Skip to main content

Thought for the Day: Understanding Certainty from Uncertainty

I must admit to being sympathetic to Robert Frost's traveler who prefers the road less traveled.  Part of my bike ride to work is along part of the North Branch of the Chicago River.  The path I take is on the east side and is very well travelled, as it is lined with parks and even a swimming pool.  This morning I decided to take the "road less travelled by" (sic) on the west side of the river.  It was glorious.  No other bikes nore even pedestrians.  I bit narrow in places, closer to the river, and comfortably overhung with trees.  At one point, though, the paving came to an abrupt end, and I was facing dirt path.  I didn't worry too much, and was certainly not going to retrace my steps/rotations (harrumph)!  Quickly the overhung became overgrown.  Finally, the path was all but gone and I was wedged between a chain link fence and a forest of trees.  By the time I thought this might not be such a good idea (I'm slow to realize those things...), it was too late (read: impossible because I couldn't turn around and backing through the brush and branches was not a viable option) to turn back.  I finally emerged from thicket with only one more hurdle -- a fallen tree blocking the egress -- over which I carried my bike and continued to the well travelled path.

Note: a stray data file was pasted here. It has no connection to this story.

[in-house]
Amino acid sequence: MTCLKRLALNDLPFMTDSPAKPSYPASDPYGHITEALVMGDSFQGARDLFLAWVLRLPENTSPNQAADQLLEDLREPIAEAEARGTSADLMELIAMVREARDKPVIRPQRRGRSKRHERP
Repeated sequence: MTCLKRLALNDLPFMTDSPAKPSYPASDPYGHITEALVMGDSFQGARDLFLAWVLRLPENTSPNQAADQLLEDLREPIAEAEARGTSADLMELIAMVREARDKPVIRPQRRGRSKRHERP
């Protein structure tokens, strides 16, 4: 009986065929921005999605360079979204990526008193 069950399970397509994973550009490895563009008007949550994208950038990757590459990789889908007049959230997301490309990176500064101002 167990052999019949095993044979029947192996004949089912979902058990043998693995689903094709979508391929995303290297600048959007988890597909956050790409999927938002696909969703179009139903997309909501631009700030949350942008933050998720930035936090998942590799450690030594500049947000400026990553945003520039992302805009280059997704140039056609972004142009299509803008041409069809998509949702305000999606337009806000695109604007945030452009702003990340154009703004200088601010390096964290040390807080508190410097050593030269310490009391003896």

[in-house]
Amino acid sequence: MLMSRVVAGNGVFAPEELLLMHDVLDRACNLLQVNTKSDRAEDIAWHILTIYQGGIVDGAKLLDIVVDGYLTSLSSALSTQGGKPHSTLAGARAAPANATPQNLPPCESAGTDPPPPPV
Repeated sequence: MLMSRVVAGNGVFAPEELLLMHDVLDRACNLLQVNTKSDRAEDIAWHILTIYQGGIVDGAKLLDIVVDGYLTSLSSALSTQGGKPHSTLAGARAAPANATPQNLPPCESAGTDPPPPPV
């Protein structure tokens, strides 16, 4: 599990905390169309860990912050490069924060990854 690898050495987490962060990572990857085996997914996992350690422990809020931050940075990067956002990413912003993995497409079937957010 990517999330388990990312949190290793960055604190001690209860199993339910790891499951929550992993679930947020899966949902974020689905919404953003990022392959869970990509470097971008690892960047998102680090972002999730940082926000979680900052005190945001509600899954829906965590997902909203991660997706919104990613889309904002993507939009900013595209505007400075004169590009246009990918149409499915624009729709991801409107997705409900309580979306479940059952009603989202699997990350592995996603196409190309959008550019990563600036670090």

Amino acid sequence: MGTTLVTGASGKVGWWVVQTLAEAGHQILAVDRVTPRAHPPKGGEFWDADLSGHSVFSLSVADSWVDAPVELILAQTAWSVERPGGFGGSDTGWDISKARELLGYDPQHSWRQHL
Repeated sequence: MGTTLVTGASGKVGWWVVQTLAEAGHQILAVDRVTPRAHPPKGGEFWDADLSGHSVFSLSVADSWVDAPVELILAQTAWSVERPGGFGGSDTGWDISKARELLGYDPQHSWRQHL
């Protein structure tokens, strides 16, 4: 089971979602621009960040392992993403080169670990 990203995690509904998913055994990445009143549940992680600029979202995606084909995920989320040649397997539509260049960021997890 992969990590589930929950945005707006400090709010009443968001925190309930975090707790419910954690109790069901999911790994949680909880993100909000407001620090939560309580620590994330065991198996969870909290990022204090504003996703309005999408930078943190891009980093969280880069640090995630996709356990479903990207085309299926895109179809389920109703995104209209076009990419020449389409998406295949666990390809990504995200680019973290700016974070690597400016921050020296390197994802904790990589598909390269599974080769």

In spite of some scratches and bruises (perhaps, because of, as it makes for a better story), I was pleased to have made the trek.  Which is also precisely why I do not want to take the road less travelled in halacha.  Especially as someone who came to observance and learning later in life, I am rather picky about what I ingest.for "halacha l'ma'aseh".  First and foremost, of course, my posek is R' Fuerst.  When it comes to learning from a text, though, my first go to is, of course, Mishna Brura.  Now I have the Dirshu edition which helps by bringing in authorities who address issues that are new since the Mishna Brura and also complements it in some areas.  I also now will (time permitting... isn't that always the great hope?) look up some of the referenced texts; especially when the Mishna Brura himself recommends seeing more details here or there.

I have one more source to fill in gaps and increase my breadth: R' Shlomo Zalman Auerbach,  Whenever R' Fuerst says over a chidush from R' Shlomo Zalman Auerbach, and I ask "can I rely on that", the answer is in the affirmative.  Baruch HaShem, R' Shlomo Zalman Auerbach has (and is quoted in) many important s'farim.  Shemiras Shabbos K'Hilchasa, of course is a practical and very accessible reference.  I have recently been learning Shulchan Shlomo, which is R' Shlomo Zalman Auerbach commentary on the hilchos Shabbos section of Shulchan Aruch.  I say "commentary", because he often doesn't give a final p'sak, but brings up interesting issues.